The Future of The New England Review
In a turbulent economic climate, the College announces that it can no longer subsidize the New England Review. What will it take for the literary journal to survive?
Picking up a copy of New England Review is at once a titillating and an intimidating experience. Its high-gloss front cover depicts a recent work of visual art—oil paints on silver paper emulating waves, a zoomed-in photo of enoki mushrooms, or moody acrylics—while the shiny onyx back cover lists such authors as Franz Kafka and Aldous Huxley among the names you might not recognize. There are poems translated from French. Fiction stories invoking Joni Mitchell. A new play titled December Gold.
If you are a lover of words, you will find your heart beating with anticipation as you thumb through the 200-odd pages, uncluttered by photos, graphic-design elements, or advertisements. But if you are even the slightest bit savvy about how the publishing world works, your mind can’t help but do the math. With no ads, and a cover price only slightly more than your latest Harper’s Magazine, you wonder what, or who, is supporting such a publication.
For more than 20 years, the answer has been Middlebury College, which has fully sponsored New England Review, or NER, since 1987. But in an effort to cut costs in the current financial crisis, the College has given NER editor Stephen Donadio and his staff two-and-a-half years to figure out how to support the journal and get in the black.
The announcement, made in May by Middlebury President Ronald D. Liebowitz in a campus-wide e-mail, has sparked an impassioned national debate about the literary journal’s future.
New England Review was cofounded in 1978 by poet and novelist Sydney Lea and Jay Parini, back when Parini taught at Dartmouth College. In 1982, the journal moved to Middlebury, and the publication became New England Review/Bread Loaf Quarterly, thanks to its new affiliation with the Bread Loaf Writers’ Conference. A few years later, Middlebury College began fully sponsoring the magazine, and in 1990 its title became New England Review, with the subtitle “Middlebury Series,” indicating the independent journal’s support. Since late 1994, its editor has been Donadio, the John Hamilton Fulton Professor of Humanities at the College and director of the Program in Literary Studies.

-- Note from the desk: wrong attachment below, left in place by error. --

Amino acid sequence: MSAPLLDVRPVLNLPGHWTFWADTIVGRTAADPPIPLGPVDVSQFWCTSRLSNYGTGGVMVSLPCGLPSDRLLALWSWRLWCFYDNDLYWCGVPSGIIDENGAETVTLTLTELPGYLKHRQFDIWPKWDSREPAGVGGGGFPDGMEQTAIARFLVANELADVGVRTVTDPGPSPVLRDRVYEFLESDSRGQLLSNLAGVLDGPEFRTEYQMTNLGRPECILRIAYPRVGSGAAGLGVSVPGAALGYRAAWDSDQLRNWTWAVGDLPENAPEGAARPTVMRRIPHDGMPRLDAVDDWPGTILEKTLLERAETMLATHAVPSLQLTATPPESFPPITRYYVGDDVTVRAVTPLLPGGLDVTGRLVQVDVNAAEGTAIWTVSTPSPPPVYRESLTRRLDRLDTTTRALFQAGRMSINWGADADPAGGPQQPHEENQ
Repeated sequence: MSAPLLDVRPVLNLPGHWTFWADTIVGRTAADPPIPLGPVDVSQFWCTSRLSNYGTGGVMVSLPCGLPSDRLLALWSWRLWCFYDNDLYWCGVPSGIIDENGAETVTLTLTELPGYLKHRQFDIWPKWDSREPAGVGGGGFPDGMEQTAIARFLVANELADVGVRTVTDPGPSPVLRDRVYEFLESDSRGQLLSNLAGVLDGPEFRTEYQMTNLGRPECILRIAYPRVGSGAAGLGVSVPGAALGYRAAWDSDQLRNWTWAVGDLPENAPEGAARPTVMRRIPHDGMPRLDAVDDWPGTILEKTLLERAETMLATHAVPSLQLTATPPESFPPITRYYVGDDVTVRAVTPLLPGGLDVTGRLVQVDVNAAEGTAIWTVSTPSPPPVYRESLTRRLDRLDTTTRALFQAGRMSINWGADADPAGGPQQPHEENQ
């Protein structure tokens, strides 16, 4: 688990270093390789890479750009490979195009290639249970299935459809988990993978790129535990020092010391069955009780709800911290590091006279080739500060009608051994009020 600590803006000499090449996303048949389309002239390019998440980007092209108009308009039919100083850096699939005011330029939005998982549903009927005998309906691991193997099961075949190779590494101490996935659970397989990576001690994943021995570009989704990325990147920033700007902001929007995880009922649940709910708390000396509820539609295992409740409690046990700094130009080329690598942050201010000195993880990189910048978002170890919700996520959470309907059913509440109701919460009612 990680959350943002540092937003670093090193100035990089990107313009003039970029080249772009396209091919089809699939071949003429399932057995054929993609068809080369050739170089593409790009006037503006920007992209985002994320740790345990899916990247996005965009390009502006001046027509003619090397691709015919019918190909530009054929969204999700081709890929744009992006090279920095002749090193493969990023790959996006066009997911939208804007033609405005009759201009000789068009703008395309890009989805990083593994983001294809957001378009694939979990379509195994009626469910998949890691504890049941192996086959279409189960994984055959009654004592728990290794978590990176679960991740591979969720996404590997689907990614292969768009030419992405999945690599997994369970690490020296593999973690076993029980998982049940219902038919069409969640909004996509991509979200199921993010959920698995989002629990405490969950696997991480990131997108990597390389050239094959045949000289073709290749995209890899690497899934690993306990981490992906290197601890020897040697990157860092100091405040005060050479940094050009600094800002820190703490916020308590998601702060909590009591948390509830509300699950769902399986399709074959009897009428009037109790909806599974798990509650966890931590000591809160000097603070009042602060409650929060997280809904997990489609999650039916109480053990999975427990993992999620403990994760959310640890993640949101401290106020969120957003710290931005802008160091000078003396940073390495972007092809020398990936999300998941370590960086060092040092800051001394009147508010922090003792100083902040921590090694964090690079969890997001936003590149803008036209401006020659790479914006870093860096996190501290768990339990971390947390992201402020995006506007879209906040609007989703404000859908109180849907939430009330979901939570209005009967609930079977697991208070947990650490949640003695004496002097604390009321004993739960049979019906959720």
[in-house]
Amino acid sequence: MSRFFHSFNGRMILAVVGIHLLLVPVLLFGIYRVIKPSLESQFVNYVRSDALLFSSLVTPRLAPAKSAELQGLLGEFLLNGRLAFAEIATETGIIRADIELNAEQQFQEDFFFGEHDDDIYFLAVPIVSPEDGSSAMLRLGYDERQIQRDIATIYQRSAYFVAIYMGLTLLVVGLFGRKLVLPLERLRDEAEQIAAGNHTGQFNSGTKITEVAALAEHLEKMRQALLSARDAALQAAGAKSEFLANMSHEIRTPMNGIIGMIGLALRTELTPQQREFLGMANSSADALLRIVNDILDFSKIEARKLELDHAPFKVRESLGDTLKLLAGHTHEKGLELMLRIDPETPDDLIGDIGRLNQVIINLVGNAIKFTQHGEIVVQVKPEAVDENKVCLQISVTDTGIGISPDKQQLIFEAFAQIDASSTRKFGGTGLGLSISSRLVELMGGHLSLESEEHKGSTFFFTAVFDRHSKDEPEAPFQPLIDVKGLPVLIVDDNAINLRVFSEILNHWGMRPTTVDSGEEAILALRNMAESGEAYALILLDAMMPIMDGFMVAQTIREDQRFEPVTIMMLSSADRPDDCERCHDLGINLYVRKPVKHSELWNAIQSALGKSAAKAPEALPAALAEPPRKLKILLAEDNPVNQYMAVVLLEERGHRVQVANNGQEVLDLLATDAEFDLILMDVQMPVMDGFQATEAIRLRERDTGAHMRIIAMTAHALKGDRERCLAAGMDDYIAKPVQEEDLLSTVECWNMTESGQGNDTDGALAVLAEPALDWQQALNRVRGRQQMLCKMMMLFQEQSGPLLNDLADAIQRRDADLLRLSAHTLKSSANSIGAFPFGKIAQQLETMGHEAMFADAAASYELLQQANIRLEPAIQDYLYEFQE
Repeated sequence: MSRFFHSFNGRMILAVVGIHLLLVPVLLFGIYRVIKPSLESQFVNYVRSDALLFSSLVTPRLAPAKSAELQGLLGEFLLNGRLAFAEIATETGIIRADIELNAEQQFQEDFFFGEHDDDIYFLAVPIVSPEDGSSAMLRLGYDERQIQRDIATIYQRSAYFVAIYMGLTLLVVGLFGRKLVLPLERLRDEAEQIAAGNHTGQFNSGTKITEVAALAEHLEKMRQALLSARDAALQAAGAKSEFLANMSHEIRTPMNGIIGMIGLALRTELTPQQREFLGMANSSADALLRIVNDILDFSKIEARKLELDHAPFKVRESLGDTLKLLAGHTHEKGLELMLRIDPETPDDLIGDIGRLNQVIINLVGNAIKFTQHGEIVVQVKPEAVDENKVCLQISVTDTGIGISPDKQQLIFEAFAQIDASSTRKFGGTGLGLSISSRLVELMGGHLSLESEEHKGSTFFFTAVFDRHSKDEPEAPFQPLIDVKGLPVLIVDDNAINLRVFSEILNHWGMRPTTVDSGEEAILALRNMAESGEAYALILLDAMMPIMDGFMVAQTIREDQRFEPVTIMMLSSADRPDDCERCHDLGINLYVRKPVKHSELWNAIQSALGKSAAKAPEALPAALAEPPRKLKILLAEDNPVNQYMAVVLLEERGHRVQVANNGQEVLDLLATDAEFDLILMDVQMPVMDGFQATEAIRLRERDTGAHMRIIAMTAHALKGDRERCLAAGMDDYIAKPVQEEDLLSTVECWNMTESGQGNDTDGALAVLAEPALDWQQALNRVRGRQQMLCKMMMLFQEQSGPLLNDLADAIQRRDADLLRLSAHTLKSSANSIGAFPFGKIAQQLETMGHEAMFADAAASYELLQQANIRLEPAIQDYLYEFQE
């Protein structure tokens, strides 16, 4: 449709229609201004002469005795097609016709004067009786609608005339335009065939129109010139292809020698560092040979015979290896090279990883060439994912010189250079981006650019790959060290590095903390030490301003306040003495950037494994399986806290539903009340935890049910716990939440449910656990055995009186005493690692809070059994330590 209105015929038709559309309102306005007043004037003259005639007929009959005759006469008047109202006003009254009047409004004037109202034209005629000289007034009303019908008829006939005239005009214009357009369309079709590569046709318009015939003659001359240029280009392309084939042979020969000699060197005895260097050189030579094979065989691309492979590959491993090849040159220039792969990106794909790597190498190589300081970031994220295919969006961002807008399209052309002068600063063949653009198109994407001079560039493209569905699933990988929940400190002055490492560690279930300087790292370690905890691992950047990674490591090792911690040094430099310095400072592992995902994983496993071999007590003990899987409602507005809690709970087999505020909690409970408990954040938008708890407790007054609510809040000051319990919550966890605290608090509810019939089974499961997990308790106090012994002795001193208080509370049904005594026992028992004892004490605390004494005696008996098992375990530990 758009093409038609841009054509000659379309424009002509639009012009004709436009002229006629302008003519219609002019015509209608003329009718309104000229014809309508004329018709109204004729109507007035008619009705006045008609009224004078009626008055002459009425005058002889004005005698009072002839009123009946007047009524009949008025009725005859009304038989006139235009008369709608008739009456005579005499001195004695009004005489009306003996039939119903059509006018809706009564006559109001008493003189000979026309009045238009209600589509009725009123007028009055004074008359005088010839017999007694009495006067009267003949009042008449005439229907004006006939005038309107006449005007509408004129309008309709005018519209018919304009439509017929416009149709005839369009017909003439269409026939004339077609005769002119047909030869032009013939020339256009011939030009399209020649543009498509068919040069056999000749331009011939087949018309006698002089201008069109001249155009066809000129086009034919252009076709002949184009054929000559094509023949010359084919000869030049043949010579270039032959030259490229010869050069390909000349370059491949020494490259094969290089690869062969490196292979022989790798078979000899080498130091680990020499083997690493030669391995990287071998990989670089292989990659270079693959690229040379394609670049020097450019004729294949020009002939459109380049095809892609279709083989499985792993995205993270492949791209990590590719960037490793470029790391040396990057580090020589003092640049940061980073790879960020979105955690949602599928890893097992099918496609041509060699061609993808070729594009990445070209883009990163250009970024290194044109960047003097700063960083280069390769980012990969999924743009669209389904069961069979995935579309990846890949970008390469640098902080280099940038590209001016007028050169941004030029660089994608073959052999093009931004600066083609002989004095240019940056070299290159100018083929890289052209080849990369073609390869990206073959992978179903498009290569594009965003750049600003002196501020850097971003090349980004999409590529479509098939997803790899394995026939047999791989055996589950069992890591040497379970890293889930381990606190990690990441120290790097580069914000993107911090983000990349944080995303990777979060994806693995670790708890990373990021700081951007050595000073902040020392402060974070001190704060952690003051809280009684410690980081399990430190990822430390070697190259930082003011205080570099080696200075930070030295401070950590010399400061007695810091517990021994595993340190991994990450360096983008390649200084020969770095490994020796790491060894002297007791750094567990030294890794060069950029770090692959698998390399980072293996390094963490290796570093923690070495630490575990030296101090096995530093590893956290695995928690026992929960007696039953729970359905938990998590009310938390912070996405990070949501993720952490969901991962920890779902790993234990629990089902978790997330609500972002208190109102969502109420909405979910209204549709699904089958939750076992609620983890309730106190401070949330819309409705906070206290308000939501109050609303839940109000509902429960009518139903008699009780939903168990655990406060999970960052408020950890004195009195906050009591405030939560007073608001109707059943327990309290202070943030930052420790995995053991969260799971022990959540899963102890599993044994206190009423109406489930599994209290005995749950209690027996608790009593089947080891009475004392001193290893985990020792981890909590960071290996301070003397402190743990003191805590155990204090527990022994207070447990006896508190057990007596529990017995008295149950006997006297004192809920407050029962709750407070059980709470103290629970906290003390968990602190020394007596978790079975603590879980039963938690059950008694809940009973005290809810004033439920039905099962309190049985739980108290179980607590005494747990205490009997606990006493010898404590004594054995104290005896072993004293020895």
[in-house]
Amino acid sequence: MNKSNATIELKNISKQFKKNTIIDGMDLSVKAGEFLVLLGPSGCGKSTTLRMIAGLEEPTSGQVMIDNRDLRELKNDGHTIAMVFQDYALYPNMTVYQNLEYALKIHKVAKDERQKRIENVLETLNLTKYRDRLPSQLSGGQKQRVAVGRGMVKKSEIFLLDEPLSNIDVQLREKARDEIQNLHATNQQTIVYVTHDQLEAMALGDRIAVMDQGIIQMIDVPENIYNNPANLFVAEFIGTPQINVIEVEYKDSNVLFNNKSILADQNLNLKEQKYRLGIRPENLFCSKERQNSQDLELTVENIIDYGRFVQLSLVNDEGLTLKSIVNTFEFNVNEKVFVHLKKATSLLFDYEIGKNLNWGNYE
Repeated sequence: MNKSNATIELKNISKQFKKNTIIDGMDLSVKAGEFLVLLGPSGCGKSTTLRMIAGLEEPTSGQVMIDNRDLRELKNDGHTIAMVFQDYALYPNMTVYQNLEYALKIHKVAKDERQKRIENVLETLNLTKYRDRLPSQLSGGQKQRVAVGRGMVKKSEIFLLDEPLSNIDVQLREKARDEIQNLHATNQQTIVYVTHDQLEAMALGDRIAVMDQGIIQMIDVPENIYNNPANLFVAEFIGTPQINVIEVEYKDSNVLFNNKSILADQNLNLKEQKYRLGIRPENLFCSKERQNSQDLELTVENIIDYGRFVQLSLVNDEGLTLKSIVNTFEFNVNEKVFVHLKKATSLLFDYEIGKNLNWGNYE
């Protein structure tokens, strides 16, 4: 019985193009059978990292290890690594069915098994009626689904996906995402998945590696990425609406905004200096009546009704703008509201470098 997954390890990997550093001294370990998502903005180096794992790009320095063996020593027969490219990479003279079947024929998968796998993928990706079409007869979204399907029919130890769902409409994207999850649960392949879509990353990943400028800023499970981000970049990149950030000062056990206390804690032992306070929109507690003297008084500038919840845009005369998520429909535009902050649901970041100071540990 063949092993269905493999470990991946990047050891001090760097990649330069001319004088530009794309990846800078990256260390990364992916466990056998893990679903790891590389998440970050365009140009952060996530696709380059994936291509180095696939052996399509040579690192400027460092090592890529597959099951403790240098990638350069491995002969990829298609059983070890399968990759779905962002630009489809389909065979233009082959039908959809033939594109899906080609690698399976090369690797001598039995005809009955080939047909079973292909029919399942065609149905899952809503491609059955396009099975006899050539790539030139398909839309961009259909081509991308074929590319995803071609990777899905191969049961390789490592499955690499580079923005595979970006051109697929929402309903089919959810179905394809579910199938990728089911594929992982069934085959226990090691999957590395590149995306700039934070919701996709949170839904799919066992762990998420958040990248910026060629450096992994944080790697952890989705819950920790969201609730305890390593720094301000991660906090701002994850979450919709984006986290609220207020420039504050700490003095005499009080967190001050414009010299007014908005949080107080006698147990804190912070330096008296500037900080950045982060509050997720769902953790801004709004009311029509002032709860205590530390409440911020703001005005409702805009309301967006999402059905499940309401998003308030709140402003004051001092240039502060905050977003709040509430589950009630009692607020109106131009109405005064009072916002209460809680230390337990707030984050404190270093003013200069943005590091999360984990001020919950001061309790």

Hailed by some literary editors as one of the most selective and most respected of the 600 or so active journals in the country, NER has its office tucked away in the Kirk Alumni Center overlooking the golf course on the far southwestern edge of campus. There, managing editor Carolyn Kuebler ’90 weeds through most of the 4,500 manuscripts the NER receives or solicits each year, publishing around 2 percent of submissions. Among the 3,500 names of authors (living and deceased) in Kuebler’s database are Robert Penn Warren, Ha Jin, Julia Alvarez ’71, Seamus Heaney, Norman Mailer, Grace Paley, and Charles Baxter. And although NER is no longer officially affiliated with Bread Loaf, conference attendees often submit their work to NER, and writers published in NER often decide to go to the conference. “There’s a good deal of commerce back and forth,” says Donadio. “And New England Review keeps Middlebury’s name in circulation in the literary community in ways that wouldn’t be possible otherwise.”
In 2008, the Boston Globe wrote that NER is “one of the journals most often mentioned by writers and readers—including editors of other journals, as among the nation’s best.” Guggenheim Memorial Foundation fellowships, American Academy of Arts and Letters awards, National Book Critics Circle Award, National Endowment for the Arts literature fellowships, Pushcart Prizes, Mary McCarthy Prizes and publication in the Best American Short Stories have all been conferred upon NER writers.
But when the economy began to crumble last year and Middlebury had to find more ways to eradicate a $20 million deficit, a quarterly literary journal with a circulation of around 1,500, was seen by many as a relative, rather than absolute, funding priority.